Defense Secretary Mark Esper said he accepted Modly’s resignation Tuesday morning, stating that Modly has stepped down “on his own accord.”
“Secretary Modly served the nation for many years, both in and out of uniform,” Esper wrote in a statement. “I have the deepest respect for anyone who serves our country, and who places the greater good above all else. Secretary Modly did that today, and I wish him all the best.”
Modly faced public criticism and calls for his resignation by some lawmakers after he lambasted Capt. Brett Crozier on Monday for writing a letter to Navy leaders that was leaked to the media. In his letter, Crozier pleaded for swift and more comprehensive action to address the coronavirus outbreak on his ship, the USS Theodore Roosevelt.
Modly fired Crozier as commander of the ship last week, citing a loss of confidence in the captain’s judgment. Crozier received a standing ovation from his crew as he departed on Friday.
In a blistering address to the Roosevelt’s crew Monday morning, Modly bashed Crozier as “stupid” and “naive,” and dubbed his actions “a betrayal.”
Despite criticism for his harsh remarks, Modly said in a statement later Monday that he stood by “every word” of his address. But hours later, he reversed course and issued an apology, reportedly at Esper’s request, to the Navy, Crozier and the Roosevelt’s crew.
“I believe, precisely because [Crozier] is not naive and stupid, that he sent his alarming email with the intention of getting it into the public domain in an effort to draw public attention to the situation on his ship,” Modly said in his apology on Monday. “I apologize for any confusion this choice of words may have caused.”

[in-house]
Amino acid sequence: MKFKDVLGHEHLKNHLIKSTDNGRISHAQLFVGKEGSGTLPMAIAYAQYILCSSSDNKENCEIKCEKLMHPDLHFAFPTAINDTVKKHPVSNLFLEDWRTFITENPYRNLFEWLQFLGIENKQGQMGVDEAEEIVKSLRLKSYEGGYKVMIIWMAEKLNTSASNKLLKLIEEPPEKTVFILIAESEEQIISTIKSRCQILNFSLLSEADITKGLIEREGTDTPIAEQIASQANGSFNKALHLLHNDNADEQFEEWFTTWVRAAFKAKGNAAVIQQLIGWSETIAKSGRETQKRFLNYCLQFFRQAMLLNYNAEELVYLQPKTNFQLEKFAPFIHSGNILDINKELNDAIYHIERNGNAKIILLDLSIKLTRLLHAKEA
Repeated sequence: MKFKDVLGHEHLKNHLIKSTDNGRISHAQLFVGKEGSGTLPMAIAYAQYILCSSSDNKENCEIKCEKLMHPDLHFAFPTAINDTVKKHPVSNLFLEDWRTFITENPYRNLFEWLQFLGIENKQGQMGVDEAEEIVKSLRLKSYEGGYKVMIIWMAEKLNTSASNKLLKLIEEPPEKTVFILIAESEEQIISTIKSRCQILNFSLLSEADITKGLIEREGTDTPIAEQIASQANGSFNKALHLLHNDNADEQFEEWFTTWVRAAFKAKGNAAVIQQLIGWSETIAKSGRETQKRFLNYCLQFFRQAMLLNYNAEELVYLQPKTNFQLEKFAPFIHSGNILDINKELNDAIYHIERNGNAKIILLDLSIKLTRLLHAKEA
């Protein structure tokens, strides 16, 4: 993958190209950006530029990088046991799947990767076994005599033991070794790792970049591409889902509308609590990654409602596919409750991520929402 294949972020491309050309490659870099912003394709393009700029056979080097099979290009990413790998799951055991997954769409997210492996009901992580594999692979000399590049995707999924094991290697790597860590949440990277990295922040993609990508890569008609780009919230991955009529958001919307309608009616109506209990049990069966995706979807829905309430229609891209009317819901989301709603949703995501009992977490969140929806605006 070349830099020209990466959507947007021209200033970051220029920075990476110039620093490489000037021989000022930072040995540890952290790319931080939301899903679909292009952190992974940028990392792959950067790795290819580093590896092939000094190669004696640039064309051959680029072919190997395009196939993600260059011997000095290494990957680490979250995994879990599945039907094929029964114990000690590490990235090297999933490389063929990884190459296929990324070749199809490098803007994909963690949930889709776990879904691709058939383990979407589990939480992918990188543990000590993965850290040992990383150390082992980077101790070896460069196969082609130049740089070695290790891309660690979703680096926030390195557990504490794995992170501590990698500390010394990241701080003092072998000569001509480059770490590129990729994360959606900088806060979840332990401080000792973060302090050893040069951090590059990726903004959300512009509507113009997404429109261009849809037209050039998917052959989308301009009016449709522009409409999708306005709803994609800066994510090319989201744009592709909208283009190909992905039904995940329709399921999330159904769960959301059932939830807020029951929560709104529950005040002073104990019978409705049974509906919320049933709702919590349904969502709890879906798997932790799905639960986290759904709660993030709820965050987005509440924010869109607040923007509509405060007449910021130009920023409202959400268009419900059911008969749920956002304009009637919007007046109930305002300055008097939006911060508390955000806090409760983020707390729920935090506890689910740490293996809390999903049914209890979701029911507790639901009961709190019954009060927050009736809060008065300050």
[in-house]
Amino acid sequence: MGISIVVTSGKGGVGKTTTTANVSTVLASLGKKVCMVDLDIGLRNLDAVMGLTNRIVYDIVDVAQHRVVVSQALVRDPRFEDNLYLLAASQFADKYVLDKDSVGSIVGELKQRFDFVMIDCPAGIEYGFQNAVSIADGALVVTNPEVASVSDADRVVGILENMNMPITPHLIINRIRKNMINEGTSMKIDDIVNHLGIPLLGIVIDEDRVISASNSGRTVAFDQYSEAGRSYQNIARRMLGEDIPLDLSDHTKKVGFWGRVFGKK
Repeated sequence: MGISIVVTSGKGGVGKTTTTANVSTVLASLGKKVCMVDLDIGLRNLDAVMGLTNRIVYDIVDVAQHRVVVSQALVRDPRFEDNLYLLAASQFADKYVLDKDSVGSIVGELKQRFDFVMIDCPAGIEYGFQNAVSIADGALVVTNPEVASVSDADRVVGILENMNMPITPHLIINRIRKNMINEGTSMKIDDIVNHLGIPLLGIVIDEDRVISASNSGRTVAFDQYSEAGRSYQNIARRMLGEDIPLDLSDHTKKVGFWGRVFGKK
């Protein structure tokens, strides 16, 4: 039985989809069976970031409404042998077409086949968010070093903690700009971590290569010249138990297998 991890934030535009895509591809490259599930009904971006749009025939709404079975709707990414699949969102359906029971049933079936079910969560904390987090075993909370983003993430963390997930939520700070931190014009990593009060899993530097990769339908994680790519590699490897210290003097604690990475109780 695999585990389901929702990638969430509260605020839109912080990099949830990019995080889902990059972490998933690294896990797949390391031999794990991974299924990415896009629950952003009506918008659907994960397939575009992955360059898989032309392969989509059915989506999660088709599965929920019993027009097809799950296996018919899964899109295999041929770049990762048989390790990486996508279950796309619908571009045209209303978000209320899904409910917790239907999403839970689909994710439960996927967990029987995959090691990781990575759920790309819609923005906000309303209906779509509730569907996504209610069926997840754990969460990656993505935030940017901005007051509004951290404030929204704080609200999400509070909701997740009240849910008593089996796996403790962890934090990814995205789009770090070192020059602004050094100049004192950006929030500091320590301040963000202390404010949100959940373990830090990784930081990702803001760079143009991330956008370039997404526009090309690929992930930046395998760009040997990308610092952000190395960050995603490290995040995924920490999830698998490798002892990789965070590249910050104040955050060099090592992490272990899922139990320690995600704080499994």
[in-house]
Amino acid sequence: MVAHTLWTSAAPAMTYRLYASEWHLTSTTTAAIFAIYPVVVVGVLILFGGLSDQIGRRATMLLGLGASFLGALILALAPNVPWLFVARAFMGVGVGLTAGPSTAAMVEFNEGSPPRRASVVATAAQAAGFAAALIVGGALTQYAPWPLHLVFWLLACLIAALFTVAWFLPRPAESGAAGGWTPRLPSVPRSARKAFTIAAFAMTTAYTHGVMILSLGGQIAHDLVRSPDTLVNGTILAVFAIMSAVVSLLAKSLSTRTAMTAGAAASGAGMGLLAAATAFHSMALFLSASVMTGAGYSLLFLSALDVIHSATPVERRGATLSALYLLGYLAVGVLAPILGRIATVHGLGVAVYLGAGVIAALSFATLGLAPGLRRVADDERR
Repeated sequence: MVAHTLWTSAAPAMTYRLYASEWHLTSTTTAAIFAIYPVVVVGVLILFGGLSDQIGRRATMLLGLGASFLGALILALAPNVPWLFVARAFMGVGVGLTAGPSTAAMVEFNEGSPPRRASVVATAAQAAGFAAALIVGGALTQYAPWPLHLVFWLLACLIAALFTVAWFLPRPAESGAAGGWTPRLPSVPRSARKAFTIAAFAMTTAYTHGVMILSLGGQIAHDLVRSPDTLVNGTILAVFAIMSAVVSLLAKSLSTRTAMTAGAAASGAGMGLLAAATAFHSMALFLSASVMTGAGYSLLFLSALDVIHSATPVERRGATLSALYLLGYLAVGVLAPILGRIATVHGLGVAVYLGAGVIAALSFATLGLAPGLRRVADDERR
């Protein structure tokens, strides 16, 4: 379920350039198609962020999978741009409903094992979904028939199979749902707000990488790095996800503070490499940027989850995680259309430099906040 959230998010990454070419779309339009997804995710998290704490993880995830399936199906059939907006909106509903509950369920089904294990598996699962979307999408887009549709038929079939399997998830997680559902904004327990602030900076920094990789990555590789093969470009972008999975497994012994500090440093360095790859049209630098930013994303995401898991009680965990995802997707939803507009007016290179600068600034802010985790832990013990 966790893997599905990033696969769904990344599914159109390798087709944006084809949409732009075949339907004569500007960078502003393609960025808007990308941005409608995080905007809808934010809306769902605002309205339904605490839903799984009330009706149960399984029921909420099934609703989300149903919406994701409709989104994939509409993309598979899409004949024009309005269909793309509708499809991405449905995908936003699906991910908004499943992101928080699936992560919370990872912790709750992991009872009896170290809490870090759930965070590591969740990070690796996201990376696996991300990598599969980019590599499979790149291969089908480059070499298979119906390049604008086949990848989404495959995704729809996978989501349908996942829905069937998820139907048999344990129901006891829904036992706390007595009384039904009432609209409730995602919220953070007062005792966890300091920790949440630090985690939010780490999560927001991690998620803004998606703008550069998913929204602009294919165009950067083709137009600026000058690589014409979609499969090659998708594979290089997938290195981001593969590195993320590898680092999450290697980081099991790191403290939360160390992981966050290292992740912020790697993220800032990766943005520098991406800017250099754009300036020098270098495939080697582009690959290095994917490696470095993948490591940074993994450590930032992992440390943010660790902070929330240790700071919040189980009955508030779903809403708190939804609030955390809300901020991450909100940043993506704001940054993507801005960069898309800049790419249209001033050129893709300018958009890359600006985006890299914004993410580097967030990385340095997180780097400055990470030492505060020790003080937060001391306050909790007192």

Modly did not reinstate Crozier, however. Esper said in his statement Tuesday that any further action regarding Crozier will wait until the Navy completes its investigation into what happened on the Roosevelt.
At least 230 sailors on the Roosevelt have tested positive for the virus, according to the Navy. As of Tuesday, 79% of the Roosevelt’s crew had been tested and nearly 2,000 sailors had been transported ashore.
The New York Times, citing two Naval sources close to Crozier and his family, reported Sunday that Crozier has tested positive for COVID-19.
President Donald Trump addressed Modly’s resignation at his Tuesday afternoon press briefing, saying that he thought “the whole thing was very unfortunate” and that Modly “probably shouldn’t have said quite what he said” to the ship’s crew.
But Trump also went off on Crozier again, saying the captain “shouldn’t be writing letters and sending them to many people and then it gets out to the media.”
When asked about Modly’s criticism of Crozier on Monday, Trump had told reporters that he was “going to get involved” and “see exactly what’s going on there.”
“You have two good people and they’re arguing, and I’m good ― believe it or not ― at settling arguments,” Trump said Monday. “The letter shouldn’t have been sent. With all of that said, [Crozier’s] career prior to that was very good.”
“I don’t want to destroy someone for having a bad day,” he added.
Esper said in his statement Tuesday that he had briefed Trump on Modly’s resignation. With the president’s approval, Esper said he is appointing Army Under Secretary Jim McPherson as acting Navy secretary.
Modly, who had been under secretary of the Navy since December 2017, took on the role of acting secretary in November after Esper fired Navy Secretary Richard Spencer over his handling of the Eddie Gallagher case.
The Navy had kicked Gallagher out of the Navy SEALs after he was convicted of posing in a photo with the corpse of a teen ISIS fighter. But Trump intervened to reinstate Gallagher as a member of the elite force.
Lydia O’Connor contributed reporting.
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